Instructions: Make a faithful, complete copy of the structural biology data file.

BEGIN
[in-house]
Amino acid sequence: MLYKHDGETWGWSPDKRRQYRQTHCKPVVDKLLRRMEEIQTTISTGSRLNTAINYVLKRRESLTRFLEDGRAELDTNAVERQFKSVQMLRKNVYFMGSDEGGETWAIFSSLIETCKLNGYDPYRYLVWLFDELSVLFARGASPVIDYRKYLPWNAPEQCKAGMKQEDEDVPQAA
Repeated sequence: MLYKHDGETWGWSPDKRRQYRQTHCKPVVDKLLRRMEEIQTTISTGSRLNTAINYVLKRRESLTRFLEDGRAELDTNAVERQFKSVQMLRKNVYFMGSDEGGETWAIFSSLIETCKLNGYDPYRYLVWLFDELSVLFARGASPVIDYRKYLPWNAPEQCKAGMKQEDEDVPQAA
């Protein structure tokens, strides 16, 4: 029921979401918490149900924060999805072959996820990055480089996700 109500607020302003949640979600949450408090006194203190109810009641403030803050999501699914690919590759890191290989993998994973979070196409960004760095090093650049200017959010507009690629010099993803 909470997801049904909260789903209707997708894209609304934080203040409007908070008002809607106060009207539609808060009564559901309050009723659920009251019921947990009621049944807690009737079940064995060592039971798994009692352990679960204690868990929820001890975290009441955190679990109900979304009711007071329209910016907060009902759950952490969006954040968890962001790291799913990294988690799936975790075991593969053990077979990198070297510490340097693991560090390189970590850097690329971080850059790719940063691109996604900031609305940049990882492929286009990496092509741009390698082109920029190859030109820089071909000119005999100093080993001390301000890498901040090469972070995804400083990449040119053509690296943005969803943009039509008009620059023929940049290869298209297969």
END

[in-house]
Amino acid sequence: MLYKHDGETWGWSPDKRRQYRQTHCKPVVDKLLRRMEEIQTTISTGSRLNTAINYVLKRRESLTRFLEDGRAELDTNAVERQFKSVQMLRKNVYFMGSDEGGETWAIFSSLIETCKLNGYDPYRYLVWLFDELSVLFARGASPVIDYRKYLPWNAPEQCKAGMKQEDEDVPQAA
Repeated sequence: MLYKHDGETWGWSPDKRRQYRQTHCKPVVDKLLRRMEEIQTTISTGSRLNTAINYVLKRRESLTRFLEDGRAELDTNAVERQFKSVQMLRKNVYFMGSDEGGETWAIFSSLIETCKLNGYDPYRYLVWLFDELSVLFARGASPVIDYRKYLPWNAPEQCKAGMKQEDEDVPQAA
């Protein structure tokens, strides 16, 4: 029921979401918490149900924060999805072959996820990055480089996700 109500607020302003949640979600949450408090006194203190109810009641403030803050999501699914690919590759890191290989993998994973979070196409960004760095090093650049200017959010507009690629010099993803 909470997801049904909260789903209707997708894209609304934080203040409007908070008002809607106060009207539609808060009564559901309050009723659920009251019921947990009621049944807690009737079940064995060592039971798994009692352990679960204690868990929820001890975290009441955190679990109900979304009711007071329209910016907060009902759950952490969006954040968890962001790291799913990294988690799936975790075991593969053990077979990198070297510490340097693991560090390189970590850097690329971080850059790719940063691109996604900031609305940049990882492929286009990496092509741009390698082109920029190859030109820089071909000119005999100093080993001390301000890498901040090469972070995804400083990449040119053509690296943005969803943009039509008009620059023929940049290869298209297969």